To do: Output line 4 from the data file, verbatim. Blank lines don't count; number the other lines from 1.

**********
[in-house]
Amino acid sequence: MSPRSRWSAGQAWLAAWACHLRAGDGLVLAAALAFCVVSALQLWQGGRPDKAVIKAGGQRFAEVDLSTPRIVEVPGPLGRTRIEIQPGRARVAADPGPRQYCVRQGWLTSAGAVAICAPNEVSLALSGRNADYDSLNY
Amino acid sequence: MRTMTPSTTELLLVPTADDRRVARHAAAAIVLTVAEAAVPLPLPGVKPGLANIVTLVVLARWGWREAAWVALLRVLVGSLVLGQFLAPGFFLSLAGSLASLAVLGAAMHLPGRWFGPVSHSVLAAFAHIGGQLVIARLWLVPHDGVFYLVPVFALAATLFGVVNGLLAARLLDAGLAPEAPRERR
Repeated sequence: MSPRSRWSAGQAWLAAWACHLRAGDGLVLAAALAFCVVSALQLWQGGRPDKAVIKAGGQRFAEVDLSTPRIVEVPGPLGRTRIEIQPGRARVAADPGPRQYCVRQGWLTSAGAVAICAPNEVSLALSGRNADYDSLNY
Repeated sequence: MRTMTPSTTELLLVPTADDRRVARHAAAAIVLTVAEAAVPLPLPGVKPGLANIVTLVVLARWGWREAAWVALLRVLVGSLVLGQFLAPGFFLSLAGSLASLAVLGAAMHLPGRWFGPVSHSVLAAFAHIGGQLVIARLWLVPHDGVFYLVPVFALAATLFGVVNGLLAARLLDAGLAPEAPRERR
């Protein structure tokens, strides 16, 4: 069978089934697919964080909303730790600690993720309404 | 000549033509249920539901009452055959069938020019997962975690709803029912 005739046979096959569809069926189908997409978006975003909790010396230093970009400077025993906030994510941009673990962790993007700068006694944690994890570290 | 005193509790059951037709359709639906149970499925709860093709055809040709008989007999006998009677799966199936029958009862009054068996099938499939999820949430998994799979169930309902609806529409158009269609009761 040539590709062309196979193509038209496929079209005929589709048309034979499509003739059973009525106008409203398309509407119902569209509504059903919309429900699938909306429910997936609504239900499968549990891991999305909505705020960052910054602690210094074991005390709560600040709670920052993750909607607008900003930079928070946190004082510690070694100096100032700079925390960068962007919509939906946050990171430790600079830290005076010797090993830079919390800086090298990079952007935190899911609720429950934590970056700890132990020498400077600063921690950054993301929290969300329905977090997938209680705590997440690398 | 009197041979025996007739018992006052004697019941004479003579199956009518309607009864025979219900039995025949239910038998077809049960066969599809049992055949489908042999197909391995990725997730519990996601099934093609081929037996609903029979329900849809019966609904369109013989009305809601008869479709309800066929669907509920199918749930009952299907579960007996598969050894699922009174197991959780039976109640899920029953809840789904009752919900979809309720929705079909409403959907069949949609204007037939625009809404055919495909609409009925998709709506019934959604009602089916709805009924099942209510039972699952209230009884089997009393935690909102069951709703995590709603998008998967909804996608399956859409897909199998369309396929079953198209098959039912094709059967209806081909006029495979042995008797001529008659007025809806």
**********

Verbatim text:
Repeated sequence: MSPRSRWSAGQAWLAAWACHLRAGDGLVLAAALAFCVVSALQLWQGGRPDKAVIKAGGQRFAEVDLSTPRIVEVPGPLGRTRIEIQPGRARVAADPGPRQYCVRQGWLTSAGAVAICAPNEVSLALSGRNADYDSLNY